In October 2015 Germaine Greer faced a petition signed by more than 2000 people calling for the cancellation of a lecture she was scheduled to give at Cardiff University. The petition was a response to Greer stating that she did not believe that transgender women are truly women.
Whatever you might think of her opinion, it raises an important question. Should some ideas be refused a voice because they seem unpalatable or offensive?
The reality is that most important discussions demand that we run the risk of causing offence. Why? Because questions around important topics such as religion, politics, ethics and human nature involve addressing deeply held convictions. The conclusions we reach on such issues also have profound impact on the way we relate to one another and order our society.
However being offended is not necessarily a bad thing.
Some of the most helpful things people have ever said to me have felt hurtful or offensive in the moment. Yet they have often driven me to self reflection and in turn to make helpful changes in my life.
Likewise, some of the least helpful times in my life have been when people have not said hard things to me, even though they needed to be said. They kept the peace, and I was happy for it in the moment but poorer for it in the long run.
The times when I have most appreciated the hard words of others is when those talking with me are motivated, as the Bible puts it, by 'speaking the truth in love.'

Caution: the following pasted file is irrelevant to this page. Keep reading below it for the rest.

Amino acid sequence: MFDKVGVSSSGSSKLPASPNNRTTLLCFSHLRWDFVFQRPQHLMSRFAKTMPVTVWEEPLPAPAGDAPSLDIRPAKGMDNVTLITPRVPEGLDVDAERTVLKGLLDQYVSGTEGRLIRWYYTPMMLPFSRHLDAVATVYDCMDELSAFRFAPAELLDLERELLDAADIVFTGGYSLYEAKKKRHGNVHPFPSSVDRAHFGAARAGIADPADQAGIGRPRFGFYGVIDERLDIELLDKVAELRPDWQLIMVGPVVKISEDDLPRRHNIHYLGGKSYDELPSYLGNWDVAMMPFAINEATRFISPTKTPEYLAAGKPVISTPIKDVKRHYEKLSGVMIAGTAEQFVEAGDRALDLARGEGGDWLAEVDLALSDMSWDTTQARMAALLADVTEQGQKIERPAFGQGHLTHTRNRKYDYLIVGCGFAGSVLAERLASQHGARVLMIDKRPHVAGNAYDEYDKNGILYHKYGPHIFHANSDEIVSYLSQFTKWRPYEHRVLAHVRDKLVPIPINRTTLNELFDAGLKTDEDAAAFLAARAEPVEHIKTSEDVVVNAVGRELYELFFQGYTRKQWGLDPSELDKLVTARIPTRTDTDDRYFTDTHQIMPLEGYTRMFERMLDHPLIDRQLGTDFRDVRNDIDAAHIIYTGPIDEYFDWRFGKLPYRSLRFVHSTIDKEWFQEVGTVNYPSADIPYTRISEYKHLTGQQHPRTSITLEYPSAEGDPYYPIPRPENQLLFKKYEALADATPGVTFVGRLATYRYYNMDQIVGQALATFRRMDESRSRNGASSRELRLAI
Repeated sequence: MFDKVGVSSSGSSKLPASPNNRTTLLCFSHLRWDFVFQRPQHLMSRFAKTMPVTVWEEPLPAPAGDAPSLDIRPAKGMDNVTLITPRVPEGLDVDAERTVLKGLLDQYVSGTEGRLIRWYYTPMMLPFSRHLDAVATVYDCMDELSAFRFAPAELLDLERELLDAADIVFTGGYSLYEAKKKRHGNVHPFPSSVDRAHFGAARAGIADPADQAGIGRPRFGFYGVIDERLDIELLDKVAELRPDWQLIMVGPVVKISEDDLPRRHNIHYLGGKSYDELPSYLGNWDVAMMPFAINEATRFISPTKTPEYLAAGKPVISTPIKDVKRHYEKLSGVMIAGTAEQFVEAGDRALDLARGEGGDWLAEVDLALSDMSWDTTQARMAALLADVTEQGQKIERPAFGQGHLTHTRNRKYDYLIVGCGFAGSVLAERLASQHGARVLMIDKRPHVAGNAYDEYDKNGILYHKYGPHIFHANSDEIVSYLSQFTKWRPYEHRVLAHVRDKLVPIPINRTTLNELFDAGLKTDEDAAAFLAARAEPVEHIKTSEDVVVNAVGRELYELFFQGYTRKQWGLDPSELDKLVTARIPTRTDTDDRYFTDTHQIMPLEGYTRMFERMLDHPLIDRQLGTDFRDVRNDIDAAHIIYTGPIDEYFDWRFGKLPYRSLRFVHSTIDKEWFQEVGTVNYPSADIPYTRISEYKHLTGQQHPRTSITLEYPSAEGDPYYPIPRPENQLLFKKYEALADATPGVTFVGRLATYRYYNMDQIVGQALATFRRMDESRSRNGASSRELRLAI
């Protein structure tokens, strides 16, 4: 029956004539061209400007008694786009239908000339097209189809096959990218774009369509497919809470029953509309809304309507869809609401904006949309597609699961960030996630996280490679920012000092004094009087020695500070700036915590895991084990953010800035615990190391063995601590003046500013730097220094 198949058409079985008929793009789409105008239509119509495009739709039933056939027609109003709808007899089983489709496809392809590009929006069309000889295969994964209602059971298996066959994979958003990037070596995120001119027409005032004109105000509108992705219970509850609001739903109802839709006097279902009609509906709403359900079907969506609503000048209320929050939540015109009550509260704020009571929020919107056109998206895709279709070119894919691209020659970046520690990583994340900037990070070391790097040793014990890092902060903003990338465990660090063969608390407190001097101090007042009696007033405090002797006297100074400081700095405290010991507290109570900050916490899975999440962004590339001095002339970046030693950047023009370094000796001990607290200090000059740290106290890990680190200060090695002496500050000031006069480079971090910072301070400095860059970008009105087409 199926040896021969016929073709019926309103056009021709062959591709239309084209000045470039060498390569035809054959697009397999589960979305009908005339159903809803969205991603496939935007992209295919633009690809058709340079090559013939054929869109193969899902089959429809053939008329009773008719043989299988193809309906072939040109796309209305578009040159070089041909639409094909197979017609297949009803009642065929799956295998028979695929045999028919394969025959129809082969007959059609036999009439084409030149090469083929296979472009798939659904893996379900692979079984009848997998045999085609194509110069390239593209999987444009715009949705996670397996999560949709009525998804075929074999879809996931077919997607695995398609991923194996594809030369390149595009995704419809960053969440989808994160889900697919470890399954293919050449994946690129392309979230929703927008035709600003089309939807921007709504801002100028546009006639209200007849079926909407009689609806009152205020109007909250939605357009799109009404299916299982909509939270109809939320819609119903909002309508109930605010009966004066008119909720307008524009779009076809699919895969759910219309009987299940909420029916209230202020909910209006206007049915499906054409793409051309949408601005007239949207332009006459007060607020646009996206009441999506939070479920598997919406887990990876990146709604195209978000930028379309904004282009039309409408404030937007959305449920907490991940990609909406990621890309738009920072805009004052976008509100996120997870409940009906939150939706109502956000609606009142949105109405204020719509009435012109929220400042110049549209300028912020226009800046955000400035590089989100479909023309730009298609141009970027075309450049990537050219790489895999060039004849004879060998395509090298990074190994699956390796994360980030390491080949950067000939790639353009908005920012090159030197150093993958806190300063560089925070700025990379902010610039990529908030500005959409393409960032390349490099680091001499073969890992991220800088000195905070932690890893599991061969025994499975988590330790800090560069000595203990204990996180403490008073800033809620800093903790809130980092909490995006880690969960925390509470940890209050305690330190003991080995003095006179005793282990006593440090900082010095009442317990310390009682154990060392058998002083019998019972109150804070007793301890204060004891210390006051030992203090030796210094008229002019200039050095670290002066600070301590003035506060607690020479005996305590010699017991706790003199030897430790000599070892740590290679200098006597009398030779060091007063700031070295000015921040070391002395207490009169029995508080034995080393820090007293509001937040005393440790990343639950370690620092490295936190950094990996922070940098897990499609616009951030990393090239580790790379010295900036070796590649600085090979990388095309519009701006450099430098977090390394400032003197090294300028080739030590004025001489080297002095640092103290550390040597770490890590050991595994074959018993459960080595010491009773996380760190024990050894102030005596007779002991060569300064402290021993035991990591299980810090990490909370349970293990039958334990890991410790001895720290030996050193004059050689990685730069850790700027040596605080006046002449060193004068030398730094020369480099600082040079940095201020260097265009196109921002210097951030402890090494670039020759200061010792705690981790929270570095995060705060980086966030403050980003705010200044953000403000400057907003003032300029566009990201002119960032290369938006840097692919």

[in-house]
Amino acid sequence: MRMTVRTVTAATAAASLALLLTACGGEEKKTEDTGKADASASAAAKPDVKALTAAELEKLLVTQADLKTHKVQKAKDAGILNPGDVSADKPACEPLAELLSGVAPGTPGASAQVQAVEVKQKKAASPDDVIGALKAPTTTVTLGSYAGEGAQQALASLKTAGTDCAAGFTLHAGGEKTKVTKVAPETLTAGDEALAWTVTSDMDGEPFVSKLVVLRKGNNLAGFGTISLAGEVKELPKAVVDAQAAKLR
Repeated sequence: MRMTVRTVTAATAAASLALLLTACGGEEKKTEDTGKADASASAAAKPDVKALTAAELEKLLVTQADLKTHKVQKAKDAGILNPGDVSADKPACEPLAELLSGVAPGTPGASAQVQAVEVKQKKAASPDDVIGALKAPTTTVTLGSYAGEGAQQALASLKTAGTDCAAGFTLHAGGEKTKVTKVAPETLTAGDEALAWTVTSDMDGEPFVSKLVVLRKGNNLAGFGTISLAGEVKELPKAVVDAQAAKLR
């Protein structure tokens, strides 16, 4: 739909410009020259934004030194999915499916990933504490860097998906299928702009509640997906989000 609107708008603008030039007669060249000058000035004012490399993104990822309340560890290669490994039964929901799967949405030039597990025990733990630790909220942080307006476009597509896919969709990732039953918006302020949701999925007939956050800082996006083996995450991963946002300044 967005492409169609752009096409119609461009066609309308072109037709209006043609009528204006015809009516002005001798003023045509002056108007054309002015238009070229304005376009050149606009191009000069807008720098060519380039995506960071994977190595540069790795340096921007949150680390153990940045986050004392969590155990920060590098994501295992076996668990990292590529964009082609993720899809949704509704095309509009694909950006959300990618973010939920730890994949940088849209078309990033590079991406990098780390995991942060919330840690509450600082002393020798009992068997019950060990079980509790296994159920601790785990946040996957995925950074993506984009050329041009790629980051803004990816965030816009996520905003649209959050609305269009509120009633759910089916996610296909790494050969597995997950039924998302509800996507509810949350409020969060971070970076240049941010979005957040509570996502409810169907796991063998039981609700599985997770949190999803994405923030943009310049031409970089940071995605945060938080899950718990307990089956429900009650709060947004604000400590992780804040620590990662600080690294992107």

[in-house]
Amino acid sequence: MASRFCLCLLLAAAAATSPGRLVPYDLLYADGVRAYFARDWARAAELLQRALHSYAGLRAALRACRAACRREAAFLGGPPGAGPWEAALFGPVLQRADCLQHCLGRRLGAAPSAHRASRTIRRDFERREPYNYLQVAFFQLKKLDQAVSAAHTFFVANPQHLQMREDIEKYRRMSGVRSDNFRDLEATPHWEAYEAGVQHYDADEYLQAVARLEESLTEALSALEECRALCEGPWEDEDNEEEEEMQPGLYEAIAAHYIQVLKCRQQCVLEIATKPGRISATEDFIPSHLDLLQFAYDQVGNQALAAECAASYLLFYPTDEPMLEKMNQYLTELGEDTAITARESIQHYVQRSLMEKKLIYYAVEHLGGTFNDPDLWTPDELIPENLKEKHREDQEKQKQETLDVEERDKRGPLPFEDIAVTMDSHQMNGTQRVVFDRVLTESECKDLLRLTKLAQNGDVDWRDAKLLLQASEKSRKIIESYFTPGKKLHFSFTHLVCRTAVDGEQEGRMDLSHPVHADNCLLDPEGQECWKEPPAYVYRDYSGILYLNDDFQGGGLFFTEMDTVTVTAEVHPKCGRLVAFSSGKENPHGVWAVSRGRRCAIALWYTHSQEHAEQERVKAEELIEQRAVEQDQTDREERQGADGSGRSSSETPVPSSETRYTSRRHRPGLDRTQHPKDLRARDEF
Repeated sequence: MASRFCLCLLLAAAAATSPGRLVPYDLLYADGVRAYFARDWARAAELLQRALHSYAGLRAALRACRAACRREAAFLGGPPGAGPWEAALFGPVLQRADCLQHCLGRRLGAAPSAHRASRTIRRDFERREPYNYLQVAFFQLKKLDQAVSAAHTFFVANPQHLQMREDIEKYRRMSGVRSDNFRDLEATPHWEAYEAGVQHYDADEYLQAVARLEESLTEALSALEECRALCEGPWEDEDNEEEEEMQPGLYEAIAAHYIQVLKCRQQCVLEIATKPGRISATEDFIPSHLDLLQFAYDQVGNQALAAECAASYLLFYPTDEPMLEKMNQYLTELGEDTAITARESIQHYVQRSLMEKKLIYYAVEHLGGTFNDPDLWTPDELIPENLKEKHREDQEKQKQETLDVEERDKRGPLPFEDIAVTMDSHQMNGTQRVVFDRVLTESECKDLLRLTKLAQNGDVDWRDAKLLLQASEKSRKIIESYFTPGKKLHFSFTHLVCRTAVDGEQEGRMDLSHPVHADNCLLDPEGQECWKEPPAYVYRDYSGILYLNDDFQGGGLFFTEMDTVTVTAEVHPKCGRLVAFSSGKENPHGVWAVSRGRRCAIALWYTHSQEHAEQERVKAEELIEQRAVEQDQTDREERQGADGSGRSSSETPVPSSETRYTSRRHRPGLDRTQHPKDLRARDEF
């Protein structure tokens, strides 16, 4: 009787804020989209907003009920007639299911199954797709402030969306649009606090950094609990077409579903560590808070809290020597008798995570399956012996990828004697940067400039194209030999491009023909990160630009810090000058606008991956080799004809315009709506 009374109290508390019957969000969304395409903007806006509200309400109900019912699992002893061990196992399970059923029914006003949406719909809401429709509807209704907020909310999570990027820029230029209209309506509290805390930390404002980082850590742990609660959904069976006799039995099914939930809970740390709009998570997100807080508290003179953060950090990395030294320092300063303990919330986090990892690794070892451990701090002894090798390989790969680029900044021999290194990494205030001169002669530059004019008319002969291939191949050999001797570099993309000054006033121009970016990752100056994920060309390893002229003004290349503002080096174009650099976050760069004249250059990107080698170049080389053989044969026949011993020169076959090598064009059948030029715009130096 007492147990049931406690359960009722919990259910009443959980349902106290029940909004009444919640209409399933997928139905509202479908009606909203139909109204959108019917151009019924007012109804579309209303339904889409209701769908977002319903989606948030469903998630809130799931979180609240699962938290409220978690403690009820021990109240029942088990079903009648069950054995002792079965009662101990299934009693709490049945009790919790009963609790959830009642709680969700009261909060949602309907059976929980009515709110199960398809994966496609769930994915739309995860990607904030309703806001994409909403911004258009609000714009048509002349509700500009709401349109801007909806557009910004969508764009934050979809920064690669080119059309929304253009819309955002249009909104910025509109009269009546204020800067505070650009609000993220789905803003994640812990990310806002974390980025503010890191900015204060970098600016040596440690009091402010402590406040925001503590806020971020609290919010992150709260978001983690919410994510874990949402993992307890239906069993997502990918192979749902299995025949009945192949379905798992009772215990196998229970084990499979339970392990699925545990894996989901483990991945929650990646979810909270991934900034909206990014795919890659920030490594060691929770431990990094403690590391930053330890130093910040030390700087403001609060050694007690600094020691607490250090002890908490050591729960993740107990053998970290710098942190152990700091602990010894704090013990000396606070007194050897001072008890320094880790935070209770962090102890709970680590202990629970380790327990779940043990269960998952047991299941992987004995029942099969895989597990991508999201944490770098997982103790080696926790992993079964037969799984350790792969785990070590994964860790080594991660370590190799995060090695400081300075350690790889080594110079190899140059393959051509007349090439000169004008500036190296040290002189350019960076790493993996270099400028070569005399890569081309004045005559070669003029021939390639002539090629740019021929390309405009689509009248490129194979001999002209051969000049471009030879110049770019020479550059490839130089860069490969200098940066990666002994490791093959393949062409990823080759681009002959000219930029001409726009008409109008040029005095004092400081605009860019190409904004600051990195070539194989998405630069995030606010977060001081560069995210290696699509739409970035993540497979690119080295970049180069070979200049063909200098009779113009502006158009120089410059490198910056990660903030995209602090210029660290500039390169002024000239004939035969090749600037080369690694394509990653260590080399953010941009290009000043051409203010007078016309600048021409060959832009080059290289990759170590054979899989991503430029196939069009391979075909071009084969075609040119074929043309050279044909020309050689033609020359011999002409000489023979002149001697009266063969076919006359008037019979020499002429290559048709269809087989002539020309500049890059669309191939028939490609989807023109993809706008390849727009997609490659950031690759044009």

There are plenty of people who have motivations other than love.
Controversy sells, and plenty of politicians and media personalities who are more than happy to say outrageous and offensive things for the sake of getting people's attention. Other people simply want to be seen to be right and have no real concern for the impact of their words on others. Still others may speak in anger or hatred with the hope that they will upset someone.
Such people often do far more harm than good.
What a difference it makes when people are motivated by love! We are far more willing to take in what they are saying. We become willing to change our beliefs, thoughts and actions. We will even be grateful for their willingness to take the risk of saying what we may not have wanted to hear.
The most profound example of this in my own life was when I was preparing to be married. As we discussed what the promises in a Church marriage service meant, the minister was willing to tell me that I had misunderstood the Christian faith. He was willing to offend me so that I might rightly understand who Jesus is.
Few things could be more offensive than the message of the Bible, rightly understood. Not bland misunderstanding of its message, that nobody is perfect but God loves you so just do your best and all will be fine.
The truth of what the Bible says is both far more offensive and far more amazing than that. That each of us are sinners. That our sin is so serious before God that nothing less than the death of the Son of God could pay for them. Yet such is the mercy and love of Jesus that he would willingly pay that price.
Had those in that Church not been willing to risk offending me with the hard truths of God, I would never have been able to understand the amazing love and mercy of Jesus. Had I not been able to understand his love and mercy rightly, I would have been stuck in what I now realise was a dangerous mistake.
In fact I will be eternally grateful for those willing to speak the truth in love.
David Robinson is the vicar of Holy Trinity Anglican Church Glen Innes